9. However, the remedies evolved by way of writ jurisdiction are of an extraordinary nature. They cannot be granted as a matter of due course to provide redressal in situations where statutory remedies are available. It is quite evident that the onus is on the petitioners to demonstrate a specific violation of any of the fundamental rights in order to seek relief under writ jurisdiction. In the present petition, the petitioners have made a rather vague argument that the alleged acts of corruption on part of Shri Pawan Chamling amount to an infringement of Article 14 of the Constitution of India. We do not find any merit in this assertion because the guarantee of ‘equal protection before the law’ or ‘equality before the law’ is violated if there is an unreasonable discrimination between two or more individuals or between two or more classes of persons. Clearly the alleged acts of misappropriation from the public exchequer cannot be automatically equated with a violation of the guarantee of ‘equal protection before the law’.
10. Furthermore, we must emphasise the fact that the alleged acts can easily come within the ambit of statutory offences such as those of ‘possession of assets disproportionate to known sources of income’ as well as ‘criminal misconduct’ under the Prevention of Corruption Act, 1988. The onus of launching an investigation into such matters is clearly on the investigating agencies such as the State Police, Central Bureau of Investigation (CBI) or the Central Vigilance Commission (CVC) among others. It is not proper for this court to give directions for initiating such an investigation under its writ jurisdiction. While it is true that in the past, the Supreme Court of India as well as the various High Courts have indeed granted remedies relating to investigations in criminal cases, we must make a careful note of the petitioners’ prayer in the present case. In the past, writ jurisdiction has been used to monitor the progress of ongoing investigations or to transfer ongoing investigations from one investigating agency to another. Such directions have been given when a specific violation of fundamental rights is shown, which could be the consequence of apathy or partiality on part of investigating agencies among other reasons. In some cases, judicial intervention by way of writ jurisdiction is warranted on account of obstructions to the investigation process such as material threats to witnesses, the destruction of evidence or undue pressure from powerful interests. In all of these circumstances, the writ court can only play a corrective role to ensure that the integrity of the investigation is not compromised. However, it is not viable for a writ court to order the initiation of an investigation. That function clearly lies in the domain of the executive and it is upto the investigating agencies themselves to decide whether the material produced before them provides a sufficient basis to launch an investigation. It must also be borne in mind that there are provisions in the Code of Criminal Procedure which empower the courts of first instance to exercise a certain degree of control over ongoing investigations. The scope for intervention by the trial court is hence controlled by statutory provisions  and it is not advisable for writ courts to interfere with criminal investigations in the absence of specific standards for the same.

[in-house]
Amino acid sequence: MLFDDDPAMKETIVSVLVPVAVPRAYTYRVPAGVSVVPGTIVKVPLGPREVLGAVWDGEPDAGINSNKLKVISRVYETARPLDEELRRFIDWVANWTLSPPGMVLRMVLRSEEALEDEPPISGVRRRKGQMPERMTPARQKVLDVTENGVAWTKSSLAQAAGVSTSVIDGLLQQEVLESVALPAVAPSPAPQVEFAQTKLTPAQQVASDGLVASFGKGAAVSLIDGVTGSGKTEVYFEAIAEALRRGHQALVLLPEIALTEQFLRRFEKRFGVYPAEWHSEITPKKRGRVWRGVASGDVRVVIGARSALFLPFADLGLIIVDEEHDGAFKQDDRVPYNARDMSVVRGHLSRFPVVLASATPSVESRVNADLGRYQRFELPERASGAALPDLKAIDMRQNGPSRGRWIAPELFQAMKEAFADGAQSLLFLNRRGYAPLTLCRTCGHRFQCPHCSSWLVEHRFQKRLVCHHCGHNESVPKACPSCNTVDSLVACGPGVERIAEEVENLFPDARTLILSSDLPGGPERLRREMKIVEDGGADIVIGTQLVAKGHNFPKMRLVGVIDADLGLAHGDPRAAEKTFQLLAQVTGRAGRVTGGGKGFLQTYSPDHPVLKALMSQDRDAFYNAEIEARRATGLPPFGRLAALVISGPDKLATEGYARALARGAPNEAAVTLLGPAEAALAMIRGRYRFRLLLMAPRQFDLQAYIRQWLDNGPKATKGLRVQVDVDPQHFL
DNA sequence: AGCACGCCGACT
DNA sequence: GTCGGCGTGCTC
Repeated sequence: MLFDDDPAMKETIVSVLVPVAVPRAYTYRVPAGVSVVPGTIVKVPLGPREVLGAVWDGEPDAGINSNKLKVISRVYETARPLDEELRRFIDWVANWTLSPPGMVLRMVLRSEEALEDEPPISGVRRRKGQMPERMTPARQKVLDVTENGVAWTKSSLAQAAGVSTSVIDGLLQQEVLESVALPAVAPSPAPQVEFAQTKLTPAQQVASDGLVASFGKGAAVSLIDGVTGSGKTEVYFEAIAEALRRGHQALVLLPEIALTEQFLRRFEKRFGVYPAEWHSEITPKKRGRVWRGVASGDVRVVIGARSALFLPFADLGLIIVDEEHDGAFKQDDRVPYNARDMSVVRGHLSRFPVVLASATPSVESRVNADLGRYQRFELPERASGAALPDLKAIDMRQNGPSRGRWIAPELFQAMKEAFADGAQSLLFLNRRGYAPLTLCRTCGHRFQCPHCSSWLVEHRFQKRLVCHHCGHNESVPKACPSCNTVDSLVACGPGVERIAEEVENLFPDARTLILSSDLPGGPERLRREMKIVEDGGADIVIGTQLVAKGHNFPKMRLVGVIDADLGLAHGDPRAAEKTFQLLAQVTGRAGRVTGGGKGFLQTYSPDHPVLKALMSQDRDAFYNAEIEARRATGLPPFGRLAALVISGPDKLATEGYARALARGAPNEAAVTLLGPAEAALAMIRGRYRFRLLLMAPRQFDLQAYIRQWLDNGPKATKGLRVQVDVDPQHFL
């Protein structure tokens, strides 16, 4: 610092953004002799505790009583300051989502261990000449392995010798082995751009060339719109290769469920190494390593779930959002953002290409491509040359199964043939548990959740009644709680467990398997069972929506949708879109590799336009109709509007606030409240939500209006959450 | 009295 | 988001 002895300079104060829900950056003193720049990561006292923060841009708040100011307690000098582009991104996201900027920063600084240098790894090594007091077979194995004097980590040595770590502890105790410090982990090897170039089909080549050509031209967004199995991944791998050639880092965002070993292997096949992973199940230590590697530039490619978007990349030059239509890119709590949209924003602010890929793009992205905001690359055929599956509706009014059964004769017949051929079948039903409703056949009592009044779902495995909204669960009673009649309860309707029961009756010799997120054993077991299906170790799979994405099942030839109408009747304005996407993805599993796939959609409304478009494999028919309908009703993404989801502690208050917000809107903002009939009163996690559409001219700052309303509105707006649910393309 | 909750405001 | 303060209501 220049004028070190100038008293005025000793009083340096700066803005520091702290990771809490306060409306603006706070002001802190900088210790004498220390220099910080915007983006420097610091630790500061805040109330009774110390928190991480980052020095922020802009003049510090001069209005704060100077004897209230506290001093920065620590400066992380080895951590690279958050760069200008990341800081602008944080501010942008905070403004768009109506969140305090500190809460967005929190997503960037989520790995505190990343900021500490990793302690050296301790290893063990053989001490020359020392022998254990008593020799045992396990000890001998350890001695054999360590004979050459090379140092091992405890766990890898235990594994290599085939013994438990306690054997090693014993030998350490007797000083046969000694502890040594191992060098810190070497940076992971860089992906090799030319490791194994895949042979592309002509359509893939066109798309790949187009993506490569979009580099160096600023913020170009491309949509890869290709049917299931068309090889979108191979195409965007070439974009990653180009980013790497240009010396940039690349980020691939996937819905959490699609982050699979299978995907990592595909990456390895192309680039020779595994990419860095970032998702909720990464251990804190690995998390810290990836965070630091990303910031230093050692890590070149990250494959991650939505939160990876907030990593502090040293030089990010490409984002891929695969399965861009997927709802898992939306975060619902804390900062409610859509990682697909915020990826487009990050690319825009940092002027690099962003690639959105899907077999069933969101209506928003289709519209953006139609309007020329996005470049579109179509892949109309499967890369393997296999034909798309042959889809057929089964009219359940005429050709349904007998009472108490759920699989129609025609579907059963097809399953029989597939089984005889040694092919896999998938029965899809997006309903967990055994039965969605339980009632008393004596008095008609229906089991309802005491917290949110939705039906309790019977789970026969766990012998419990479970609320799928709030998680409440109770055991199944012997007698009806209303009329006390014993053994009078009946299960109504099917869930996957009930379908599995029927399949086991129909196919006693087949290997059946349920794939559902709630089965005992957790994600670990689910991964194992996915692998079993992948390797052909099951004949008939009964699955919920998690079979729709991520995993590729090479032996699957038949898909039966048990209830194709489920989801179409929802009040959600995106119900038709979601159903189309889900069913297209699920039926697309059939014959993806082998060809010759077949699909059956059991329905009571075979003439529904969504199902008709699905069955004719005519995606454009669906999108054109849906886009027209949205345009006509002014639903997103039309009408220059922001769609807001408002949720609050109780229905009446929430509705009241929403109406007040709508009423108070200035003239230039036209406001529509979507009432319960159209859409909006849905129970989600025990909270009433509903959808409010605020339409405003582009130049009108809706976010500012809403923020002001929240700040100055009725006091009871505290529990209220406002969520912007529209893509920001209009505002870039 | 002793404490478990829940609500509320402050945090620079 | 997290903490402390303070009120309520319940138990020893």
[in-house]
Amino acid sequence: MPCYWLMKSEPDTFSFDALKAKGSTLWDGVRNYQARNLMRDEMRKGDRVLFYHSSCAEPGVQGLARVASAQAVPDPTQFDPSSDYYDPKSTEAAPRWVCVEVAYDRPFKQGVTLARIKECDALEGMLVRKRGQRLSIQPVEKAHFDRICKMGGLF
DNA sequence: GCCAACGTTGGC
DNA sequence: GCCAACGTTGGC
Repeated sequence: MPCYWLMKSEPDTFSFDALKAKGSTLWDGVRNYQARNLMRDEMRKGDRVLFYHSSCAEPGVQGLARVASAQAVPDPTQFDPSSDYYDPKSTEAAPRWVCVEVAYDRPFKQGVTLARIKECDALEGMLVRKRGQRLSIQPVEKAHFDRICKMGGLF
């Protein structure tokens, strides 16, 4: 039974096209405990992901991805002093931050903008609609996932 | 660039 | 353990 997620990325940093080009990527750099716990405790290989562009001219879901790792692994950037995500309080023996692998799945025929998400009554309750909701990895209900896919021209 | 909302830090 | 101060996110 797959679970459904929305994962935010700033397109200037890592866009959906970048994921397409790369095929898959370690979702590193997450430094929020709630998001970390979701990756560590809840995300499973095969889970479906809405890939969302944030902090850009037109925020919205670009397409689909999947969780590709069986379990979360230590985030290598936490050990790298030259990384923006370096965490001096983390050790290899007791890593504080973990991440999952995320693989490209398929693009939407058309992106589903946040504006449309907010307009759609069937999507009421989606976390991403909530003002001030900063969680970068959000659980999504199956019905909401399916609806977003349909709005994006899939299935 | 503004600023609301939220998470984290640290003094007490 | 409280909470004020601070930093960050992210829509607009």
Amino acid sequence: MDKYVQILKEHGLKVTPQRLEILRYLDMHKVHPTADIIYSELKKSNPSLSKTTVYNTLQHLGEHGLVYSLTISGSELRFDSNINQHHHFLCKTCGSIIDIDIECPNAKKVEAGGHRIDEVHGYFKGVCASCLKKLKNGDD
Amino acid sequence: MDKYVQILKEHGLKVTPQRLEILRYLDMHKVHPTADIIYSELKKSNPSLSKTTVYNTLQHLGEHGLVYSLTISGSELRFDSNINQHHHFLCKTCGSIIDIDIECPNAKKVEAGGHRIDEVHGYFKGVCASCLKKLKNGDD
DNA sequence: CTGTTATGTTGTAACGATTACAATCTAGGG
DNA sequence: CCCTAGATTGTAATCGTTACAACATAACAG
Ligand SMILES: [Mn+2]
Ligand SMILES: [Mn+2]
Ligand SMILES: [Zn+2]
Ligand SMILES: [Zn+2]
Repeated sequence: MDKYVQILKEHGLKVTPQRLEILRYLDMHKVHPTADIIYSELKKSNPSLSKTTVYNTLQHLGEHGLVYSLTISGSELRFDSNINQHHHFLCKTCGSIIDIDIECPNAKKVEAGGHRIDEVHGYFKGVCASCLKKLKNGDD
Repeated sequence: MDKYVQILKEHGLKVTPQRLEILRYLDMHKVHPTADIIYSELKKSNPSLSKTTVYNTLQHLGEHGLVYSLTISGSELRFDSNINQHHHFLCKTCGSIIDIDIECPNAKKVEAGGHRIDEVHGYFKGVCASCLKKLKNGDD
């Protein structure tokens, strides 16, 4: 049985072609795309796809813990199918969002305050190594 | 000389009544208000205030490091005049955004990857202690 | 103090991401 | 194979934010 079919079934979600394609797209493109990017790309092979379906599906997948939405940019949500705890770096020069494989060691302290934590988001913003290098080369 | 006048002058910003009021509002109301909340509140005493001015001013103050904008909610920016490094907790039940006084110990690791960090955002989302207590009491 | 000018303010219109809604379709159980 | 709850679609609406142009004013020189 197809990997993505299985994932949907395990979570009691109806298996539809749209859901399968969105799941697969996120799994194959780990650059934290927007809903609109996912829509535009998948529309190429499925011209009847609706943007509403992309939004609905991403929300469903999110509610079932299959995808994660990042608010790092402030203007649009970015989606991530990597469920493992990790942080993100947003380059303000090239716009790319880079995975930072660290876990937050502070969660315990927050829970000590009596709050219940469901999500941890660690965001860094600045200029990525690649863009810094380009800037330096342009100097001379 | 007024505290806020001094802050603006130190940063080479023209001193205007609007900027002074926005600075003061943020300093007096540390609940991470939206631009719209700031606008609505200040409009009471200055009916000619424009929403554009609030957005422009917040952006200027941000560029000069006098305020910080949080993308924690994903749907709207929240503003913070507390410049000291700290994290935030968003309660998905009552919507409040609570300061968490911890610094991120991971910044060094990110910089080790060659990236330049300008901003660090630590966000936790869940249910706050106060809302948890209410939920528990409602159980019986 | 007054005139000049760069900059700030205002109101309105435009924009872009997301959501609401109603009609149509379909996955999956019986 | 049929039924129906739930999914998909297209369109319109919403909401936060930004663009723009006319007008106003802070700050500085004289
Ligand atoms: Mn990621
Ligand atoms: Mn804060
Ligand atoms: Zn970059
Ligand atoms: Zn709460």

11. Hence it is our conclusion that the petitioners’ prayer cannot be granted. This court cannot sit in judgment over whether investigations should be launched against politicians for alleged acts of corruption. The Supreme Court of India functions as a Constitutional Court as well as the highest appellate court in the country. If the Supreme Court gives direction for prosecution, it would cause serious prejudice to the accused, as the direction of this Court may have far reaching persuasive effect on the Court which may ultimately try the accused. It is always open to the petitioners to approach the investigative agencies directly with the incriminating materials and it is for the investigative agencies to decide on the further course of action. While we can appreciate the general claim that the efforts to uncover the alleged acts of corruption may be obstructed by entrenched interests, in this particular case the petitioners would be well advised to rely on the statutory remedies. It is only on the exhaustion of ordinary remedies that perhaps a proceeding can be brought before a writ court and in any case the High Court of Sikkim would be a far more appropriate forum for examining the allegations made in the present petition.